Ms. Representation: Social justice, in its heart
This weekly column is a rumination on how women are portrayed in cinema and this week it is Rani Mukherji's character Naina Mathur in Hichki
Hichki, starring Rani Mukerji isn’t just about her character’s Tourrete Syndrome, as has been touted. The film, in fact, is a metaphor for privilege and the way it operates, one well used to drive home the message of social justice, in among the most nuanced writing on the topic one has seen from Bollywood.
Hichki becomes the first mainstream Bollywood film to wade in to the Right to Education (RTE) debate. And it does so without the in-your-face messaging, while also staying true to the High-School-Teacher-Student genre that one has seen in Hollywood for long. Naina Mathur has Tourette’s and wants to be a teacher very badly. She knows it pays pittance and perhaps that’s why she has a part-time job as an animator. She wants to teach, so that she can pay-it-forward— the kindness one good teacher bestowed on her has stayed with her all along, after having been tossed around schools all her life. ‘Life is a circle,’ her mother says to Naina when she’s called back to St. Notker’s as a teacher, out of the blue, in the middle of the term.
As she walks towards her assigned class, Naina realises, she’s there for a reason. The school has its own caste system. The class she’s going to teach is 9F, has clearly been designed as a way to mark these students out and keep them ‘separate’. And as she learns in her little walk from the Principal’s office to her assigned empty class, 9A is filled with the ‘best students’ while 9F is home to kids who have come in through the RTE Act. Not without benefit to the school —these children were going to a Municipal school whose land was usurped by Notker’s for its playground in exchange for seats for the children who studied there, all of whom come for the nearby slums.
The plot revolves around Rani rallying for the kids, getting them to trust her and then helping them turn the fears weighing them down into the very things helping them soar. Her own character, too, goes through a journey – as she finally gets her father’s approval and he says he’s proud of her.
The film places a mirror in front the upper classes and castes, and asks them what makes them so uncomfortable about sharing their classrooms with ‘these’ children. Mr Wadia, a teacher with a preference for 9A, and a strong belief that only this class deserves the ‘Prefect-ship’, and the ability to win science projects stands in as a metaphor for the larger society’s ideas of merit and disdain for reservation.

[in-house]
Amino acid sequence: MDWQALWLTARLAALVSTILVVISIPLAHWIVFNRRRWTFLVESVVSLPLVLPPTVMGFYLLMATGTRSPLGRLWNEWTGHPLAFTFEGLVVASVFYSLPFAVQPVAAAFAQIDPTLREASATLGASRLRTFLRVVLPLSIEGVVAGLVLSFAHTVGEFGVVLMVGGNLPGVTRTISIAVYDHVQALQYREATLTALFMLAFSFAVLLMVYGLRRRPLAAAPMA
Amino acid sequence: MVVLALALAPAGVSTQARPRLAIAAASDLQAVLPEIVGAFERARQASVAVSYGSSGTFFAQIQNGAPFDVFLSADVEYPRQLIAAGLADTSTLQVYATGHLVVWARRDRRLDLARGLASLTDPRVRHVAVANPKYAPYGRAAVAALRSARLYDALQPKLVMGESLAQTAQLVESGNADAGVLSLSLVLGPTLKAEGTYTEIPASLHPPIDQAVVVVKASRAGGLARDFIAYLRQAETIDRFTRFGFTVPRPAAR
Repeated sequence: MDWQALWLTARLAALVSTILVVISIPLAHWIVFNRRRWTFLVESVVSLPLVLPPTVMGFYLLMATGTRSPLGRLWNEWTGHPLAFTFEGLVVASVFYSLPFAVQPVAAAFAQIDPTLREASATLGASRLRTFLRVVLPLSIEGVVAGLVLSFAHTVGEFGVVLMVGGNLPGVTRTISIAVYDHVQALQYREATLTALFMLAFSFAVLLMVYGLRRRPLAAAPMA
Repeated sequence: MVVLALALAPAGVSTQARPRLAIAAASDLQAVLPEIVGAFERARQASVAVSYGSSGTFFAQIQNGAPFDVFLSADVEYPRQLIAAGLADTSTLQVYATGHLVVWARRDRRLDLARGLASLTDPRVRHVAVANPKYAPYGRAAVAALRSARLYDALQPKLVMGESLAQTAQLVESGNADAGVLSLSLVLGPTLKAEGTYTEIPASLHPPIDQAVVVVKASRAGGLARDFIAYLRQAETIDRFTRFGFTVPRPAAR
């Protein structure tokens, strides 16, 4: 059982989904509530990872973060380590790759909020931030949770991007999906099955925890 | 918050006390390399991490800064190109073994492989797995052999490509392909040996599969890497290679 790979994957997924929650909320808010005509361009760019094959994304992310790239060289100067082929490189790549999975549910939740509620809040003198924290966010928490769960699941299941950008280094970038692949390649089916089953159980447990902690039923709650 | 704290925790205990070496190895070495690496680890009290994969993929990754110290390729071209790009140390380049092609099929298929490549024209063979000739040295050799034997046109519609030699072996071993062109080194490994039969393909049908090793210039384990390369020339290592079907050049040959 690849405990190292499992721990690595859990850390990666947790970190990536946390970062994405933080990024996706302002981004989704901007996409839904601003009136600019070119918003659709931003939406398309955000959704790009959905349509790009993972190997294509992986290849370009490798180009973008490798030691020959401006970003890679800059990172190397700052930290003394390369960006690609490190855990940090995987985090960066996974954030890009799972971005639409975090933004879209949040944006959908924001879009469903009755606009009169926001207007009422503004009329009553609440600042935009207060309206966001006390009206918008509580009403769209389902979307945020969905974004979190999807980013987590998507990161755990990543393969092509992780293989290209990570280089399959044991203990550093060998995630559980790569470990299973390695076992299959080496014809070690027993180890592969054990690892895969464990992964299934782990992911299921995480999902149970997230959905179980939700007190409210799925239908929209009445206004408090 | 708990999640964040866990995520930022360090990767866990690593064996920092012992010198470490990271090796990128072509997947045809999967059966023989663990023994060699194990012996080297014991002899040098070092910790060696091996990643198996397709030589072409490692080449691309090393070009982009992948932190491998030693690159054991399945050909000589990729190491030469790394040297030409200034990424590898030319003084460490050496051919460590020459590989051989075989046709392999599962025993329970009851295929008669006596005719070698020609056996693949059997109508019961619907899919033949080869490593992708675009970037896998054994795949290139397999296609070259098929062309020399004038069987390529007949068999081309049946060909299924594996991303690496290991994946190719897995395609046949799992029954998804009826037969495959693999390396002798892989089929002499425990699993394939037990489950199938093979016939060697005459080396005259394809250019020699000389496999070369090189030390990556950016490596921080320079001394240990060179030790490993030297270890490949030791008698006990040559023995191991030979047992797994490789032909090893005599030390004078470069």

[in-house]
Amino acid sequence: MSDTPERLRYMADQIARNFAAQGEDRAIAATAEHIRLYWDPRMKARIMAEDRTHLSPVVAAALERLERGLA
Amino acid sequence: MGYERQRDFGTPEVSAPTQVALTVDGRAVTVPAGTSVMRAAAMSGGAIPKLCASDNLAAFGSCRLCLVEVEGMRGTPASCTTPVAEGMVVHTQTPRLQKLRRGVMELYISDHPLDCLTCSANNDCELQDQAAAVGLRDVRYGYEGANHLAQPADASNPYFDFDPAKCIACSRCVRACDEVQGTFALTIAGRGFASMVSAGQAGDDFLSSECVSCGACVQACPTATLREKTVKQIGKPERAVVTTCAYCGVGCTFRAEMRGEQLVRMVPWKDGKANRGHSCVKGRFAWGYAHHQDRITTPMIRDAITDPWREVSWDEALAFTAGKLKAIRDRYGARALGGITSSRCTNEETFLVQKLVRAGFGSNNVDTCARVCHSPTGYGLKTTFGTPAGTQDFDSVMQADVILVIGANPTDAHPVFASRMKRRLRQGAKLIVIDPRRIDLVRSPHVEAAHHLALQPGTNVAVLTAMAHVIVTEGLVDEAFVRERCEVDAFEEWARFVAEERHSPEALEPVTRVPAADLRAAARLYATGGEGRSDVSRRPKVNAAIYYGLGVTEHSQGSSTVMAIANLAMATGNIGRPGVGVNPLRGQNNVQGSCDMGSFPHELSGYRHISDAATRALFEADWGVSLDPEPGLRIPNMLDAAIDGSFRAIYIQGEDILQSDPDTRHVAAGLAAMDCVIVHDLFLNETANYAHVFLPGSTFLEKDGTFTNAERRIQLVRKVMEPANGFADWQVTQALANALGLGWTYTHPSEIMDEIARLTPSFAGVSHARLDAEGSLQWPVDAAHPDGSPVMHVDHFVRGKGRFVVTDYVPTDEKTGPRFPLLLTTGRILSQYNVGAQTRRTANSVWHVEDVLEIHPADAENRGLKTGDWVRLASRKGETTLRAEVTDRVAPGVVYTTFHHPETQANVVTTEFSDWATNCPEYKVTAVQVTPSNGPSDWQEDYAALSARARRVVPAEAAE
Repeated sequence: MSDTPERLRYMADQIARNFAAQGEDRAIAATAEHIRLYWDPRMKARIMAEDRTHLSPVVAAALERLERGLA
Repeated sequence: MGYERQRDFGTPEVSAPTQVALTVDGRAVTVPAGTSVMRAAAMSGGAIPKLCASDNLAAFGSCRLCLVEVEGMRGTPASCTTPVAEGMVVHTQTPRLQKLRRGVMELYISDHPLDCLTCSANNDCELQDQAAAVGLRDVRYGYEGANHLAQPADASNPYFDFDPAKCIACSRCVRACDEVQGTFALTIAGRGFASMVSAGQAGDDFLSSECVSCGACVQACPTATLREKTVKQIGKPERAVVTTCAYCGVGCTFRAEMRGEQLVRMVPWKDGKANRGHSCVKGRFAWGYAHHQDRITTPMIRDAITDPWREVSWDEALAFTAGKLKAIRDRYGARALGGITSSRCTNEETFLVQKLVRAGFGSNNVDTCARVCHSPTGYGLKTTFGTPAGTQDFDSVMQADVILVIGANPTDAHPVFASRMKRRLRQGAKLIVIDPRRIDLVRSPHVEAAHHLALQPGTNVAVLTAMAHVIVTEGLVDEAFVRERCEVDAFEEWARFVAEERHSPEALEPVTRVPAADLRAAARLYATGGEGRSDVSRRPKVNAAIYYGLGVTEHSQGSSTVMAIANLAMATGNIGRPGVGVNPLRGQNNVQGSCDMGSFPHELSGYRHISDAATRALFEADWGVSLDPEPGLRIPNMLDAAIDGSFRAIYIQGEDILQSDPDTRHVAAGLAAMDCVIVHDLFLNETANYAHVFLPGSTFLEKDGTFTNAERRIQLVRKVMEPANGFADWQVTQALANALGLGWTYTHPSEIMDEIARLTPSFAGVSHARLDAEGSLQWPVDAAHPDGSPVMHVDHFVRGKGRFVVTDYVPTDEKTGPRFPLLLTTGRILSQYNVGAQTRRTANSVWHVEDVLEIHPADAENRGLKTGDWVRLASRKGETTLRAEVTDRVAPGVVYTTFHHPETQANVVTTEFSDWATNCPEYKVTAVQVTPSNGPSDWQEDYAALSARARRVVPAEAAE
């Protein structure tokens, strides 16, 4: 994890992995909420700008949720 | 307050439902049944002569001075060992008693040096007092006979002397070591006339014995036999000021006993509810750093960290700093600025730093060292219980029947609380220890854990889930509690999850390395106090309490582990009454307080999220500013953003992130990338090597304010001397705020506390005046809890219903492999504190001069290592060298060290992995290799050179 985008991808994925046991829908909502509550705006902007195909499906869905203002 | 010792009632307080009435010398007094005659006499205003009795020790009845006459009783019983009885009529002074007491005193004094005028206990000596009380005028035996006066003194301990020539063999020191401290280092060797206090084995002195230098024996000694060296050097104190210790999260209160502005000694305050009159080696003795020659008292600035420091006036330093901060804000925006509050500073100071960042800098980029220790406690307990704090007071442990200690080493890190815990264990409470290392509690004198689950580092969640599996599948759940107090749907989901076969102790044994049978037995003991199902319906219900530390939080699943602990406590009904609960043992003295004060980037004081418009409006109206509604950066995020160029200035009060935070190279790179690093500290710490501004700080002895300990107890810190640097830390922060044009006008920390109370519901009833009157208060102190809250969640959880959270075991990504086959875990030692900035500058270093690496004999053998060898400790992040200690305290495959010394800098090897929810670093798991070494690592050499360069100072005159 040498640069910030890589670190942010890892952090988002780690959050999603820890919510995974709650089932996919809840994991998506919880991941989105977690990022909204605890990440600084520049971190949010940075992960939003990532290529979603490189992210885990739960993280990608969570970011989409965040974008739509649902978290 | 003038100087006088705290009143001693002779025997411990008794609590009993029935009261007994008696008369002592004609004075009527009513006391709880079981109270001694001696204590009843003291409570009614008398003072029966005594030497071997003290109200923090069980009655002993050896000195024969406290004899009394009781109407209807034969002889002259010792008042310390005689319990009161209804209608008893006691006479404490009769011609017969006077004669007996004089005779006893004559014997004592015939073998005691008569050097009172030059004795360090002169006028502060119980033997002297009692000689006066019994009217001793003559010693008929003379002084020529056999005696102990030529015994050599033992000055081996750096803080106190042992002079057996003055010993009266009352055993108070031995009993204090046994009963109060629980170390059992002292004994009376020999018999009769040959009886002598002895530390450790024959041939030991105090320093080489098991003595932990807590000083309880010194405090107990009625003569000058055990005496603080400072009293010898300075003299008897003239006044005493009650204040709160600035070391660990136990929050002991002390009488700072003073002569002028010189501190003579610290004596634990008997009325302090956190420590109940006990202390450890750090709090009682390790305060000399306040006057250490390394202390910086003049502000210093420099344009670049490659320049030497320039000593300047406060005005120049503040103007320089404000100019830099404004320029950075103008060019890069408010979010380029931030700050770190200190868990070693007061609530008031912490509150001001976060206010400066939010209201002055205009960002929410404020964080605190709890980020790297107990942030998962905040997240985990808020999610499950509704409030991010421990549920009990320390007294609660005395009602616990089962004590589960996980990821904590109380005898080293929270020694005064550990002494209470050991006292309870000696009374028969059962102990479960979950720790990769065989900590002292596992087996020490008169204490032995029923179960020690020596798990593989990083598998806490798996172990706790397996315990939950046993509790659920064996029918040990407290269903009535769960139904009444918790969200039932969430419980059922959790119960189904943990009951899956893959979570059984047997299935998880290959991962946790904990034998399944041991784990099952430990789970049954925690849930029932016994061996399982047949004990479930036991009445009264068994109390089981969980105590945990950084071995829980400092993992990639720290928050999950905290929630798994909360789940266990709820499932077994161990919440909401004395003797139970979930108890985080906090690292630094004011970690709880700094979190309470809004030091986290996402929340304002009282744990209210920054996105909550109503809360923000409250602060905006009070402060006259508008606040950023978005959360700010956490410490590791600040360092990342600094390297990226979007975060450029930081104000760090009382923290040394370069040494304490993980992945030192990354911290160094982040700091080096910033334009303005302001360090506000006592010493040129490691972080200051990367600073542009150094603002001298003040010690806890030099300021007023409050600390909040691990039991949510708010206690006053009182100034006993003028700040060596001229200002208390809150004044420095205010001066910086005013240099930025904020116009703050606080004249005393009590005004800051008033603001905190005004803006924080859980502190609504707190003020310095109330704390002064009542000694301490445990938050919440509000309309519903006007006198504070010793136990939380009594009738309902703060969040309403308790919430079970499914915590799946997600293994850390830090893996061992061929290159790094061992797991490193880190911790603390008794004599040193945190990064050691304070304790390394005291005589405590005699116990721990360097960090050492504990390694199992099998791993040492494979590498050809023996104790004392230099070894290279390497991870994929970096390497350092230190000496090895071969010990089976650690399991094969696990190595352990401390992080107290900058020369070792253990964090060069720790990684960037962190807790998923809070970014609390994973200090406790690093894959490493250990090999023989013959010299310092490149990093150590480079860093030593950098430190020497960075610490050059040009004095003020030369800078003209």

The film features perhaps Rani Mukherjee’s finest performance, particularly in one scene where she’s frustrated and literally in a corner. The jury is still out in the debate over casting an able bodied actor in the role of someone with disabilities. Personally, I think casting someone with Tourette syndrome would have lent the film what it needed the more of, an air of authenticity, although I am not sure about the visibility it would have received then.
The gaze of the film, what it chooses to focus on and what not, also showcases very high self-awareness. Nothing is spoken of her love life, for instance. Because it’s none of our business so far as this plot is concerned. When Naina goes to the students’ homes, she’s allowed a moment or two of privilege – that typical ‘oh wow, I feel bad. I am lost here, etc,’ before the gaze is inverted. One of her students, working at a puncture shop, fails to engage with her and instead gives her a look of utter disapproval. Naina walks away. There are no explanations. She had no business being there with that look on her face. And she knows it. In the end though, when Naina says everyone’s got their own ‘tic’ (hichki), it does gloss over the needs of people with disabilities by trying to paint everyone as being the same. Not all of us are equally disadvantaged. Some people are more disadvantaged than others.
As the film draws to an end, in a wonderful twist, two girls from 9F make ‘Prefect-ship’, having aced the exams, a mixed group of students wins at the Science Fair and the ‘arrogant’ boy from 9A turns in his shiny, ‘Prefect’ badge that he has worn with smugness all along, after being taught a lesson. That badge might as well as read ‘Privilege’. In my reading, Hichki is a call for social justice, to follow the RTE in its spirit, for the privileged to make way so that the oppressed may find that ‘escape velocity’ through education. The film answers the question that elite schools seem so very worried about —how can our kids get along with ‘those’ kids? With images of all the kids getting along just fine. Each aware of the disadvantages society has put them in and privileges, society has accorded them with.